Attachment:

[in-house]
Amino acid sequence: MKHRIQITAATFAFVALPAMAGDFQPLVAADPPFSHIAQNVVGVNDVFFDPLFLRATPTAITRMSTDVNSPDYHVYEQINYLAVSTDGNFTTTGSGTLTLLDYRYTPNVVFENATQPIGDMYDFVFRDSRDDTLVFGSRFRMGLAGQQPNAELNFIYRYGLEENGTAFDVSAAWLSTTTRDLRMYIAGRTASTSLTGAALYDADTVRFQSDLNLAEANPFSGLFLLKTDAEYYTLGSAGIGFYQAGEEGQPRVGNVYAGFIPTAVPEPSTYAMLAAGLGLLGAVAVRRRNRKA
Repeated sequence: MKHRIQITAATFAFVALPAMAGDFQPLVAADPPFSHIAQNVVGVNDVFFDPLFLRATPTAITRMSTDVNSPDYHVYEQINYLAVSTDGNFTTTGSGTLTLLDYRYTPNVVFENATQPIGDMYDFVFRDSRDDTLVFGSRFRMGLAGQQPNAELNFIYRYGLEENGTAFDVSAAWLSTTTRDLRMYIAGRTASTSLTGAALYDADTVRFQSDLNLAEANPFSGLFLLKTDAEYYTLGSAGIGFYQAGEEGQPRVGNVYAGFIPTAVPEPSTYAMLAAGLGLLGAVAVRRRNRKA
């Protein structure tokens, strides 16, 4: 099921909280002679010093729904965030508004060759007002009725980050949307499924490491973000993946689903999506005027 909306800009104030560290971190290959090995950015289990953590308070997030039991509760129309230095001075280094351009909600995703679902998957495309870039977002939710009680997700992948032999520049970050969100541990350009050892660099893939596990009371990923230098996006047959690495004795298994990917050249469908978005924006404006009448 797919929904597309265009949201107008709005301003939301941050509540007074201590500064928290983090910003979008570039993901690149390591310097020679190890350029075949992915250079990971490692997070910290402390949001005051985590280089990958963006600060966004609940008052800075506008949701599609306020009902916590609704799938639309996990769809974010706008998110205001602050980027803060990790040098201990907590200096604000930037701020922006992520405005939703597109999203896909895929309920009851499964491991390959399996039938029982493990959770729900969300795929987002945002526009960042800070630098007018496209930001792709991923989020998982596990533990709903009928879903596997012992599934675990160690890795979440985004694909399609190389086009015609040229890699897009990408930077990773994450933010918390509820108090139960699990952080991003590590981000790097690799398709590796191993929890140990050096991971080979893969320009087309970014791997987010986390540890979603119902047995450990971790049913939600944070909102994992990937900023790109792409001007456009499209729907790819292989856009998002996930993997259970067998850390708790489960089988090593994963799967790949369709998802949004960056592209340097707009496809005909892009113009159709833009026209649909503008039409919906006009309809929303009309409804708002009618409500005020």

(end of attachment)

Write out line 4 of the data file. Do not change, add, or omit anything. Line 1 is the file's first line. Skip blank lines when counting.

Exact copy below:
């Protein structure tokens, strides 16, 4: 099921909280002679010093729904965030508004060759007002009725980050949307499924490491973000993946689903999506005027 909306800009104030560290971190290959090995950015289990953590308070997030039991509760129309230095001075280094351009909600995703679902998957495309870039977002939710009680997700992948032999520049970050969100541990350009050892660099893939596990009371990923230098996006047959690495004795298994990917050249469908978005924006404006009448 797919929904597309265009949201107008709005301003939301941050509540007074201590500064928290983090910003979008570039993901690149390591310097020679190890350029075949992915250079990971490692997070910290402390949001005051985590280089990958963006600060966004609940008052800075506008949701599609306020009902916590609704799938639309996990769809974010706008998110205001602050980027803060990790040098201990907590200096604000930037701020922006992520405005939703597109999203896909895929309920009851499964491991390959399996039938029982493990959770729900969300795929987002945002526009960042800070630098007018496209930001792709991923989020998982596990533990709903009928879903596997012992599934675990160690890795979440985004694909399609190389086009015609040229890699897009990408930077990773994450933010918390509820108090139960699990952080991003590590981000790097690799398709590796191993929890140990050096991971080979893969320009087309970014791997987010986390540890979603119902047995450990971790049913939600944070909102994992990937900023790109792409001007456009499209729907790819292989856009998002996930993997259970067998850390708790489960089988090593994963799967790949369709998802949004960056592209340097707009496809005909892009113009159709833009026209649909503008039409919906006009309809929303009309409804708002009618409500005020």